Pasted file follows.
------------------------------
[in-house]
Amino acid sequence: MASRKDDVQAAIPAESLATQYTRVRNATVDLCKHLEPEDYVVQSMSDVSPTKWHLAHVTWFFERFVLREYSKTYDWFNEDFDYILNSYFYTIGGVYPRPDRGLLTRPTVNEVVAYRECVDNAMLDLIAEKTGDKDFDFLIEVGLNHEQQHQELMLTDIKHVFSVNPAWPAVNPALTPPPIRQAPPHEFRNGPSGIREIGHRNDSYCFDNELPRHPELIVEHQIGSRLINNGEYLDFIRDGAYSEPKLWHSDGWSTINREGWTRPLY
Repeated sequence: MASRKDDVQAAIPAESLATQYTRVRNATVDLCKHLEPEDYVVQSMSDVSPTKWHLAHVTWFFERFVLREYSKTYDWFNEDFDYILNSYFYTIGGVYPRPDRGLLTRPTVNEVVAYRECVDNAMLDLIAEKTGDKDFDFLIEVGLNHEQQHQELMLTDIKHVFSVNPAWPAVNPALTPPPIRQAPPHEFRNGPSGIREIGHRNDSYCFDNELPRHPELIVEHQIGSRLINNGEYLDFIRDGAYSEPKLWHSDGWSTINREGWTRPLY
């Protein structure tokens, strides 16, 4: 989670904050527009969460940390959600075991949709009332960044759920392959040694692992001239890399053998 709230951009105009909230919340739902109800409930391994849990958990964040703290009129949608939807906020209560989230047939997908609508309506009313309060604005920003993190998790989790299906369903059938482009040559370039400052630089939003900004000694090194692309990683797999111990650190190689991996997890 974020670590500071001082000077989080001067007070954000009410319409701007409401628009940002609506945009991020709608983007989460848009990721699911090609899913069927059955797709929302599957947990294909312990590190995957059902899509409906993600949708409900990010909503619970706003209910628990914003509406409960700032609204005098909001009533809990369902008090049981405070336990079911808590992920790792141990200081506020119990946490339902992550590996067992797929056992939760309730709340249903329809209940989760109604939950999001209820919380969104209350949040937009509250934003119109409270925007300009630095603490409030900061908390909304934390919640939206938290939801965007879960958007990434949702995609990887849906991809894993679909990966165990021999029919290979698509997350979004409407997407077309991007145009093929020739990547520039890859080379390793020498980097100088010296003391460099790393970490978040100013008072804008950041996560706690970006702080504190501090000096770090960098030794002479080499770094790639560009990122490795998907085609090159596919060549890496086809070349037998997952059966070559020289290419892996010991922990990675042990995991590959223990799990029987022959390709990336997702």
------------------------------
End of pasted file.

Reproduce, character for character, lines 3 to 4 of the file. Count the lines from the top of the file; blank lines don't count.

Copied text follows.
Repeated sequence: MASRKDDVQAAIPAESLATQYTRVRNATVDLCKHLEPEDYVVQSMSDVSPTKWHLAHVTWFFERFVLREYSKTYDWFNEDFDYILNSYFYTIGGVYPRPDRGLLTRPTVNEVVAYRECVDNAMLDLIAEKTGDKDFDFLIEVGLNHEQQHQELMLTDIKHVFSVNPAWPAVNPALTPPPIRQAPPHEFRNGPSGIREIGHRNDSYCFDNELPRHPELIVEHQIGSRLINNGEYLDFIRDGAYSEPKLWHSDGWSTINREGWTRPLY
């Protein structure tokens, strides 16, 4: 989670904050527009969460940390959600075991949709009332960044759920392959040694692992001239890399053998 709230951009105009909230919340739902109800409930391994849990958990964040703290009129949608939807906020209560989230047939997908609508309506009313309060604005920003993190998790989790299906369903059938482009040559370039400052630089939003900004000694090194692309990683797999111990650190190689991996997890 974020670590500071001082000077989080001067007070954000009410319409701007409401628009940002609506945009991020709608983007989460848009990721699911090609899913069927059955797709929302599957947990294909312990590190995957059902899509409906993600949708409900990010909503619970706003209910628990914003509406409960700032609204005098909001009533809990369902008090049981405070336990079911808590992920790792141990200081506020119990946490339902992550590996067992797929056992939760309730709340249903329809209940989760109604939950999001209820919380969104209350949040937009509250934003119109409270925007300009630095603490409030900061908390909304934390919640939206938290939801965007879960958007990434949702995609990887849906991809894993679909990966165990021999029919290979698509997350979004409407997407077309991007145009093929020739990547520039890859080379390793020498980097100088010296003391460099790393970490978040100013008072804008950041996560706690970006702080504190501090000096770090960098030794002479080499770094790639560009990122490795998907085609090159596919060549890496086809070349037998997952059966070559020289290419892996010991922990990675042990995991590959223990799990029987022959390709990336997702």